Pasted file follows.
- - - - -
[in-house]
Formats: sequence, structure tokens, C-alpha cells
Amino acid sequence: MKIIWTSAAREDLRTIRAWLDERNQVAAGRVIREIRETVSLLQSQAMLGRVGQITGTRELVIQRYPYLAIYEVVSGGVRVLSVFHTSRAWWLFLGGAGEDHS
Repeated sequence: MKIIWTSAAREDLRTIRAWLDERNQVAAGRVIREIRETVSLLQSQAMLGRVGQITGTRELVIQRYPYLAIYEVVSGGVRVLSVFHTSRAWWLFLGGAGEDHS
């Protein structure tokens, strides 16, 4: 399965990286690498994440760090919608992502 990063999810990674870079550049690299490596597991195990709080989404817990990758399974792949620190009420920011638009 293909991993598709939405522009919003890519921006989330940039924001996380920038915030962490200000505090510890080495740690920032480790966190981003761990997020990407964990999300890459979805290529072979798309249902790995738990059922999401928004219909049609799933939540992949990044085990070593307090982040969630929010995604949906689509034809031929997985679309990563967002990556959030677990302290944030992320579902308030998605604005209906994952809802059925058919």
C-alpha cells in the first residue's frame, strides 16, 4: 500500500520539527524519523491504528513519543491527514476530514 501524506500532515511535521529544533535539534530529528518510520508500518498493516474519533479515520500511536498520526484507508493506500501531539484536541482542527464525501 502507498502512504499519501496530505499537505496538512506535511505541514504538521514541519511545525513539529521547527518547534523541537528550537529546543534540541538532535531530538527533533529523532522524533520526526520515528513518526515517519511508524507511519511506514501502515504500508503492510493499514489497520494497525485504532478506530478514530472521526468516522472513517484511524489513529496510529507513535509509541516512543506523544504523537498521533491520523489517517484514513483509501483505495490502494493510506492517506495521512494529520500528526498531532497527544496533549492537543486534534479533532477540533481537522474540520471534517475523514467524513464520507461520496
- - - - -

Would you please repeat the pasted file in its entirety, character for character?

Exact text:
[in-house]
Formats: sequence, structure tokens, C-alpha cells
Amino acid sequence: MKIIWTSAAREDLRTIRAWLDERNQVAAGRVIREIRETVSLLQSQAMLGRVGQITGTRELVIQRYPYLAIYEVVSGGVRVLSVFHTSRAWWLFLGGAGEDHS
Repeated sequence: MKIIWTSAAREDLRTIRAWLDERNQVAAGRVIREIRETVSLLQSQAMLGRVGQITGTRELVIQRYPYLAIYEVVSGGVRVLSVFHTSRAWWLFLGGAGEDHS
């Protein structure tokens, strides 16, 4: 399965990286690498994440760090919608992502 990063999810990674870079550049690299490596597991195990709080989404817990990758399974792949620190009420920011638009 293909991993598709939405522009919003890519921006989330940039924001996380920038915030962490200000505090510890080495740690920032480790966190981003761990997020990407964990999300890459979805290529072979798309249902790995738990059922999401928004219909049609799933939540992949990044085990070593307090982040969630929010995604949906689509034809031929997985679309990563967002990556959030677990302290944030992320579902308030998605604005209906994952809802059925058919």
C-alpha cells in the first residue's frame, strides 16, 4: 500500500520539527524519523491504528513519543491527514476530514 501524506500532515511535521529544533535539534530529528518510520508500518498493516474519533479515520500511536498520526484507508493506500501531539484536541482542527464525501 502507498502512504499519501496530505499537505496538512506535511505541514504538521514541519511545525513539529521547527518547534523541537528550537529546543534540541538532535531530538527533533529523532522524533520526526520515528513518526515517519511508524507511519511506514501502515504500508503492510493499514489497520494497525485504532478506530478514530472521526468516522472513517484511524489513529496510529507513535509509541516512543506523544504523537498521533491520523489517517484514513483509501483505495490502494493510506492517506495521512494529520500528526498531532497527544496533549492537543486534534479533532477540533481537522474540520471534517475523514467524513464520507461520496